How to Cook Cod Pil-Pil for Your Son-In-Law and His Mates

Drive sixty miles to La Sucursal in Lugo. They sell the best salt cod; it doesn’t flake and will leave your son-in-law and his mates (and, of course, yourself) satisfied. Why Lugo, in the interior, has better cod to offer than your town, on the coast, remains a mystery.

Immerse the cod in a bowl of water under a cloth so that it can free itself of the salt. Leave for forty-eight hours and change the water every twelve. Shake your head every time your grandchildren come into the kitchen to check if the cod is still under the cloth.

1882 Eva Ferry.jpg

In a clay pot coated with olive oil (generously), brown a chopped head of garlic and eight chilies. Take out and replace with the cod, skin on the outside. Grab the sides of the pot with both hands and shake firmly, in circles. Do it for twenty minutes: it is vital that you don’t stop, even after the sweat starts to pour. The grandchildren will stare at the cod as it lets out its fat to produce the thick, white sauce known as pil-pil.

Dish up with the garlic and chili. Join your son-in-law and his mates in the basement and enjoy your dinner. Your grandchildren will eat their soup in the kitchen, but make sure they eat a bit of cod too: fish is an acquired taste and it is important they start early.

 

- Originally from Galicia in Spain and a resident of Glasgow in Scotland, Eva Ferry's fiction and non-fiction work has been published or is forthcoming in Salome Lit, The Public Domain Review, The Corvus Review, The Cold Creek Review, Foliate Oak and Novelty Magazine, among others.

Always and Never: Ma's House Rules

Always cook enough for more people than you expect.

Never use the same toothbrush for more than a month.

Always turn off the lights when you leave a room.

Never let the dog on the couch.

Always refill the ice tray.

Never go to bed with a sink full of dirty dishes.

Always try a strong cup of coffee for a headache, before taking painkillers.

Never bring food or drink to the bedroom.

Always treat yourself to expensive, well-made shoes. 

Never be the guest who shows up empty-handed.

Always offer to wash the dishes.

Never let clean laundry sit in the dryer for too long.

Always rinse cans and bottles before putting them in the recycling bin.

Never be cheap with money or food.

Always rinse the rice until the water runs clear.

Never drop in on people without an invitation.

Always give the mailman $20 at Christmas.

Never forget a birthday.

Always talk to children about everything - it’s how they learn how to be in the world. 

Never add sugar to spaghetti sauce.

Always have fresh garlic in the kitchen. 

Never co-sign a loan.

Always watch the original King Kong on Thanksgiving day.

Never throw away loose buttons.

Always be respectful of old people.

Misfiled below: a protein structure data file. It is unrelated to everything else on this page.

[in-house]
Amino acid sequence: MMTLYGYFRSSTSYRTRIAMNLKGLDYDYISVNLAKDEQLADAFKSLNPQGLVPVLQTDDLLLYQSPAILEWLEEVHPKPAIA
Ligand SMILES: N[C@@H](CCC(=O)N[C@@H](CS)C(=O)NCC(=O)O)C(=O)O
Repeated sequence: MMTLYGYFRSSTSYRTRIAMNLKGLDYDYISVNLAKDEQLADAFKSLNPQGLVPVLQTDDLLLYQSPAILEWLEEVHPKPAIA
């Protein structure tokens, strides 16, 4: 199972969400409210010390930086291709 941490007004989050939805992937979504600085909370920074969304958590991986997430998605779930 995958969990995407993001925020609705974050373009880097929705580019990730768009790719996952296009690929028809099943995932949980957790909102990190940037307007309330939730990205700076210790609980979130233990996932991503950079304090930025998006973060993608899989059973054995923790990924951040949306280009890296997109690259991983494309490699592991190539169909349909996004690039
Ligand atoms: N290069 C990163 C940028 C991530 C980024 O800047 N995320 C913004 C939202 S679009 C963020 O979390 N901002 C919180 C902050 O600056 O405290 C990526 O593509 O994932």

Never back down when you know you’re right.

Always have you sister’s back.

Never forget where we came from.

Carmen and Lana, April, 1967

Carmen and Lana, April, 1967

 

- Lana Nieves is a Puerto Rican writer, photographer, and lunchbox enthusiast from Brooklyn, who has somehow landed in San Francisco. One of her many online projects can be found here. 

Check out Nieves' previous Dead Housekeeping entries: how to give a  toast and make cafe con leche.

Aglio e Olio (Con Cipolla)

He often cooked shirtless and I would pay attention to the muscles in his back tensing and rippling as he worked. 

He poured olive oil into a saucepan—not a frying pan as I would have done—and let it heat up while he chopped garlic cloves and then diced an onion into tiny perfect cubes. He filled another pot with water and salted it generously. 

The kitchen filled with the smell of garlic and onion sautéing in olive oil, which is in all the world the most enticing aroma when it is late and you are hungry. Sometimes I’d come and stand behind him for a moment, my arms reaching around him to touch fingertips at his belly, my cheek against his shoulder, absorbing the reverberations of his movements.

He drained the spaghetti and poured it into the saucepan with the translucent garlic and onions. Salt, pepper, grated Parmiggiano. There: a meal.

I make that simple dish of his from time to time, but I can't ever do it with my shirt off. On my arm, as I type, I can see the dark pink and brown mark, where, yesterday when I dropped a sole into the frying pan for my children’s dinner, the butter splashed out and scalded me. He was much more methodical, though, practically undistractable, even with my cheek against his back. He cooked and I observed and he never got burned.

     "I knew when I drew this twenty-something years ago—inexpertly, but it doesn’t matter—that there would be only   a handful of moments like this in the future, and I wanted to remember this perspective."

 

 "I knew when I drew this twenty-something years ago—inexpertly, but it doesn’t matter—that there would be only a handful of moments like this in the future, and I wanted to remember this perspective."

- Laurence Dumortier writes fiction and essays, and is at work on a PhD in English. You can find her at https://twitter.com/ElleDeeTweets